How to deal with Free Trade Agreements

Many SMEs trading internationally struggle to step up to the benefits of Free Trade Agreements. But even the most complex rules of origin can be managed, potential risks minimised and small advantages exploited with IT support.
A forklift truck managing freight in a check-in hall.
FTAs help SMEs in making international business.

Free Trade Agreements (FTA) are designed to open doors to foreign markets, reduce customs duties and help boost competitiveness. In addition to the EFTA Convention and a Free Trade Agreement with the EU, Switzerland has negotiated 28 FTAs to date. Most recently, the FTA with China (2015) and the FTA of the EFTA states (Switzerland, Liechtenstein, Norway and Iceland) with the Philippines (April 2016) have been in the limelight.

An FTA does not deliver full exemption from duties. Certain product groups such as agricultural produce are often excluded from free trade. And in many cases, the tariffs are reduced only gradually over a number of years. Each agreement contains different origin and procedural rules and accepts certain local regulations. The FTA with China is considered to be particularly complex and challenging.

Coordinating and controlling processes

The effective and risk-free use of preferential agreements is founded on a careful evaluation of a company’s supply chains and internal processes. The following questions should be answered before deciding on a strategy:

  • Which FTAs are relevant to my imports and exports?

  • Which aspects and regulations of the FTA apply to my company and products?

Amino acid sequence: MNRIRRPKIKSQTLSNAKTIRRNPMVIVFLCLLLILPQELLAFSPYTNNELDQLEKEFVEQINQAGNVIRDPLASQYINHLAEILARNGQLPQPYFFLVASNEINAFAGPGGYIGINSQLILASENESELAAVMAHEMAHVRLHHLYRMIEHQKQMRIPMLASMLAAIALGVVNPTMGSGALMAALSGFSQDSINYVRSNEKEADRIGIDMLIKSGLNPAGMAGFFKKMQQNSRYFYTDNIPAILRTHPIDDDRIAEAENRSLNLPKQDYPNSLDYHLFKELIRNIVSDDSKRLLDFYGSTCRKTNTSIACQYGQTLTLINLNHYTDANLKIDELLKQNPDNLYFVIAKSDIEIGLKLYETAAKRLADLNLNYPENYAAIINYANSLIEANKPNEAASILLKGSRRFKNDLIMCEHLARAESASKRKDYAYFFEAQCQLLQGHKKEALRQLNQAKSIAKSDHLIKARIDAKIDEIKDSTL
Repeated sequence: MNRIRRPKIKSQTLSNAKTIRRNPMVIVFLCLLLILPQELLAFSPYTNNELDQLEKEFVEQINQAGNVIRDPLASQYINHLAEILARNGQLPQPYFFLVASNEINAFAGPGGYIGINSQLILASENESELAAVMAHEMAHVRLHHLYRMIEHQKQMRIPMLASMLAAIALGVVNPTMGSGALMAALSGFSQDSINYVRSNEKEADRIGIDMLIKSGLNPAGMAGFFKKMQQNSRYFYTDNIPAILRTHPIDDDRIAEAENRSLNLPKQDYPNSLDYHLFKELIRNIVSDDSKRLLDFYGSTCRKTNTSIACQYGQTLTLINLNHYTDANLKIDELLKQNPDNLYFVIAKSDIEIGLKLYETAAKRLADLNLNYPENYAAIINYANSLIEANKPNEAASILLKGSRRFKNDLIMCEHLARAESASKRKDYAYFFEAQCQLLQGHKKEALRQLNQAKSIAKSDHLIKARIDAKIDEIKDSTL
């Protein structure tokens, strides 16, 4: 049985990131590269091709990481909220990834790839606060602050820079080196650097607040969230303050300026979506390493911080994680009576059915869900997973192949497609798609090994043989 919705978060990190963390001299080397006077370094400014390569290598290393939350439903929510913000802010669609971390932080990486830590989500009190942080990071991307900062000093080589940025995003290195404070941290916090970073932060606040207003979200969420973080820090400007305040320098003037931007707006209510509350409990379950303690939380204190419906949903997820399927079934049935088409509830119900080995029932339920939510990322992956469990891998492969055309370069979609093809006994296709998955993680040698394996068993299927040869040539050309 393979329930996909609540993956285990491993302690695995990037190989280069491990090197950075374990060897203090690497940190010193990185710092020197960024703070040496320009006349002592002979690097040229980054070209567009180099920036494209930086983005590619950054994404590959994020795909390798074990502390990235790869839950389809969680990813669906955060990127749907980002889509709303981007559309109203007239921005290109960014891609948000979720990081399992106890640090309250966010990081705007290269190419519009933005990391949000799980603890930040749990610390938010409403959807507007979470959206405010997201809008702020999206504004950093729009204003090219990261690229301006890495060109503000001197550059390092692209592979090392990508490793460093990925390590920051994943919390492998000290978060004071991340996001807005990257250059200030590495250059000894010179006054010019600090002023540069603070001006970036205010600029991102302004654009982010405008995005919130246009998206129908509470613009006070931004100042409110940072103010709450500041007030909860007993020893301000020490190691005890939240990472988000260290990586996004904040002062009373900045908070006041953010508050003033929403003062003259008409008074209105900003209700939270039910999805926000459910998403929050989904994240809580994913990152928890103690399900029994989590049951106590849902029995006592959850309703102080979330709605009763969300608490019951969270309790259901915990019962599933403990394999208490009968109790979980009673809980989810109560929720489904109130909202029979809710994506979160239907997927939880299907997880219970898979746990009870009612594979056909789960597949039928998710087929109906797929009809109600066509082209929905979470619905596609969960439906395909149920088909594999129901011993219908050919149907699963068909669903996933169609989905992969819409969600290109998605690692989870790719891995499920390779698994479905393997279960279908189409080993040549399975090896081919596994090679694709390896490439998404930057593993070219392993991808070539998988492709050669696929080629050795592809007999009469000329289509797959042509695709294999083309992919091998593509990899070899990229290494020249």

• What requirements do I have to meet? These include clarification of the origins of supplier parts and manufactured products, the correct classification of all primary products and of the export product, matching of tariff numbers, precise master data maintenance, and auditable preference calculations, taking into account the export calculations and the terms and conditions of the Free Trade Agreement in question.

  • What software can assist me with collecting and distributing the necessary data and documents (product classification, matching of export control numbers and tariff numbers, obtaining/renewing/validating/archiving vendor declarations, calculation of the origin, management of certificates of preferential origin)? How can problems be avoided?

  • Who monitors the FTA qualification process in the company when, where, and how? In this regard, it is essential that the business divisions involved in the process, from procurement, production and sales to logistics and IT, are in agreement and implement effective control processes.

  • How is the implementation documented?

  • Who monitors changes in global trade (laws, currency exchange rates, etc.) and within the company that may have an impact on supply chains and preference calculations?

  • Who initiates what measures in the event of changes in law, tariffs (their gradual removal), production, suppliers, etc.?

  • Who controls how the adjustments are implemented? What software solution can assist with controls and adjustments?

  • What are the costs and benefits?

The impact of any changes in procurement (change in supplier, new transport routes, interim storage) on the preferential origin of imports, manufacturing processes and exports should be carefully analysed before implementation. The potential savings could possibly result in the finished goods being excluded from preferential treatment. In this case the standard rather than the preferential tariff rate would apply. A lower purchase price does not always convert into lower total landed costs or a higher profit margin for the end product.


Software solutions help to generate and manage certificates of origin for exports and vendor declarations for imports cost-effectively. In contrast, incorrect or flawed certificates and declarations could be financially damaging to a company and trigger criminal proceedings against the exporter and the receiving party. Successful exploitation of Free Trade Agreements thus calls for IT expertise that SMEs do not always have at their disposal. However, external advice can help them to find the right partner and solution.

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